Guidelines for funding classroom technology.
GUEST COLUMN| by Mike Patterson
Teachers and school administrators nationwide believe that bringing technology into classrooms boosts educational outcomes for students. Districts often purchase the next big device to “revolutionize” learning. In fact, overall education technology spending will reach $19 billion worldwide by 2019, according to market research firm Futuresource Consulting. But if schools do not put the right processes in place, technology can be a wasted investment.
Deciphering which products and services will truly help enable students and teachers achieve their educational goals can be challenging.
Deciphering which products and services will truly help enable students and teachers achieve their educational goals can be challenging. Many schools want to take the fastest-fix route, buying whatever devices are least expensive or come from the name brands they know best. However, patience in making classroom technology buying decisions is critical. Here are the key tenets to consider when evaluating potential investments, vendors, products or devices:
Ensure classroom technology meets educational goals: Many schools spend thousands of dollars on new devices because they are the “next big thing” without considering whether those devices address their specific goals. This is the costly one-size-fits-all approach that often leads to disappointing outcomes that do not address teacher or student needs.
To avoid investing in products that fail to meet educational requirements, schools should carefully research their options. Talking to technology experts and peers from other schools that have faced similar challenges is a great way to find solutions to meet their specific needs. After this initial research phase, schools should take the time to evaluate each option – brainstorming with teachers and staff to determine which tools will meet their IT needs and educational goals.
Embrace quality instead of quantity: Having too many devices or applications operating in a school environment can overwhelm networks, which can also lead to cyber security lapses. Identifying the right device and then determining the number of devices necessary to meet each school’s needs helps mitigate the deployment of an overwhelming number of tablets, laptops and applications, which often have overlapping capabilities.
Talking to IT service advisors about which devices each school currently uses and what the staff would like to achieve with new products is a crucial first step. Before finalizing each purchasing decision, schools should evaluate which products they should keep, replace or remove entirely and where the new devices and services fit in the current infrastructure.
Keep in mind that purchasing products from differing vendors can lead to compatibility issues; schools should work with an IT service advisor to avoid these complications.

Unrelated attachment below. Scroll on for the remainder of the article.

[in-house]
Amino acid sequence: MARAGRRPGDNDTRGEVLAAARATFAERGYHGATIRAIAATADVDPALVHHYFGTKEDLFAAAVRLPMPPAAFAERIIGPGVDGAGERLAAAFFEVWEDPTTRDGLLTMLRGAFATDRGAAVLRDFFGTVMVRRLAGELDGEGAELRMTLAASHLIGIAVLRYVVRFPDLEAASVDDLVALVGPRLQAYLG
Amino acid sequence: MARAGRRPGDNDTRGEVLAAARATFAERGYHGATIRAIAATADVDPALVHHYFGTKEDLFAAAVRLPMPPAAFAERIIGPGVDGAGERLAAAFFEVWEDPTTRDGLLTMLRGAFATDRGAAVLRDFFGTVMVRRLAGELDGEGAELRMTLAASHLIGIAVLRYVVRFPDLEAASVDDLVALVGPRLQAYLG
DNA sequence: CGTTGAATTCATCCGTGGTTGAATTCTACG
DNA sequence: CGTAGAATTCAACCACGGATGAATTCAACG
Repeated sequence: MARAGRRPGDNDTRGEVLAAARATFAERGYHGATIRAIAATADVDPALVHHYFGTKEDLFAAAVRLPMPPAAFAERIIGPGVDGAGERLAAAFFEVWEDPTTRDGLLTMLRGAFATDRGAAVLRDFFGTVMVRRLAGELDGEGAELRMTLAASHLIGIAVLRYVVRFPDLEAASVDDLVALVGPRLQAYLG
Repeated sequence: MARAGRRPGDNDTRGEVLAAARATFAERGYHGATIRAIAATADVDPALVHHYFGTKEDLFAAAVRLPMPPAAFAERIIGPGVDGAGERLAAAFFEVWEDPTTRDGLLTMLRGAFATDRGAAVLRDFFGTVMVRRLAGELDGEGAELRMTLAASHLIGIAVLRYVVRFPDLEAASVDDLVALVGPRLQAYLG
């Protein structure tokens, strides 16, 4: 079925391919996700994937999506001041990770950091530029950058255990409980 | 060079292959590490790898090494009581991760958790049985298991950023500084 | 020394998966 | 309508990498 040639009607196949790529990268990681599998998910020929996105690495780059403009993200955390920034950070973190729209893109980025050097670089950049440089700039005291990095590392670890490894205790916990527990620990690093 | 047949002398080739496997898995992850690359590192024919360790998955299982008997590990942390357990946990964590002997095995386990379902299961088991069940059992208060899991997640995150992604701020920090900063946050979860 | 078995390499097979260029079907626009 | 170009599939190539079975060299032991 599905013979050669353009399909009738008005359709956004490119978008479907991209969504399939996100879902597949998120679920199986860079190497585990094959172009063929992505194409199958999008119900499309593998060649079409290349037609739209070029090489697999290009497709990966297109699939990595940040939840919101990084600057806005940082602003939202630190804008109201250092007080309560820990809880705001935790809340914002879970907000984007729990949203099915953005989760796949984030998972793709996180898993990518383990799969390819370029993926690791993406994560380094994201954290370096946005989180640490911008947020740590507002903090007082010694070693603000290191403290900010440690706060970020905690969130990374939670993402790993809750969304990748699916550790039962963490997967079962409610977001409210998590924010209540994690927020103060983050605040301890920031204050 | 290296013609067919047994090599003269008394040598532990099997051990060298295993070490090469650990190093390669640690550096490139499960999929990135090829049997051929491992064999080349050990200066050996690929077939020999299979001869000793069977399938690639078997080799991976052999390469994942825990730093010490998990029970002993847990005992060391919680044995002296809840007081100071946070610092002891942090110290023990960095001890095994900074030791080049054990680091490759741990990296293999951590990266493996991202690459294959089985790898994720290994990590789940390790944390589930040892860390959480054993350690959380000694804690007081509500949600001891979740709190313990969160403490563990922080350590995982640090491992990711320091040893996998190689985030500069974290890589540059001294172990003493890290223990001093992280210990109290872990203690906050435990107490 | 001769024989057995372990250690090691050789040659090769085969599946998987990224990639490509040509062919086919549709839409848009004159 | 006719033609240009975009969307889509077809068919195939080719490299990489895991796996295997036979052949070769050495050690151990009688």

Factor in professional development: When creating a budget and timeline to fully outfit a school or district with new technology, school boards and district leadership must account for the cost and time needed to effectively prepare and train teachers. Without considering these factors, teachers will be left frustrated with technology and solutions they don’t know how to use, wasting the most valuable time as they attempt to navigate this change on their own.
If a school is preparing to integrate new devices, a team comprised of district leadership, curriculum and instruction, as well as the district’s technology team should collaborate and plan professional development sessions for district leaders, teachers and staff. This will provide an opportunity to not only discuss the visions, the “why”, behind the process, but also give them a timeline of when the new solutions will be implemented. The IT and curriculum departments should also coordinate training necessary to demonstrate how to effectively use technology in the classroom, as well as offer support to answer any questions teachers might have as they become acclimated to the new technology.
Fund the new technology – creatively: To support the right technology, schools might need to look beyond the existing district budget. Schools can apply for grants, securing funds for devices and applications. Resources such as GetEdFunding offer a collection of grants created by teachers for teachers, from K-12 and higher education. GetEdFunding’s database aims to provide school administrators with funds to expand innovative projects, close the technology gap between children from differing backgrounds and circumstances, as well as prepare students for the future workforce by teaching them complex skills. With additional resources like these, schools can grow their budgets and their possibilities.
Technology can have a powerful impact on our schools, teachers, and most importantly, students. Schools must decide both what that technology looks like and how it plays a role in the classroom. By establishing educational goals, embracing quality products, enabling professional development and determining new ways to fund technology, schools will make smarter IT decisions while enhancing educational outcomes.
Mike Patterson is a K-12 Education Strategist for CDW-G. A former educator, he currently works with district and community stakeholders on state and national initiatives, driving strategic and positive curriculum and instruction change. Link with him.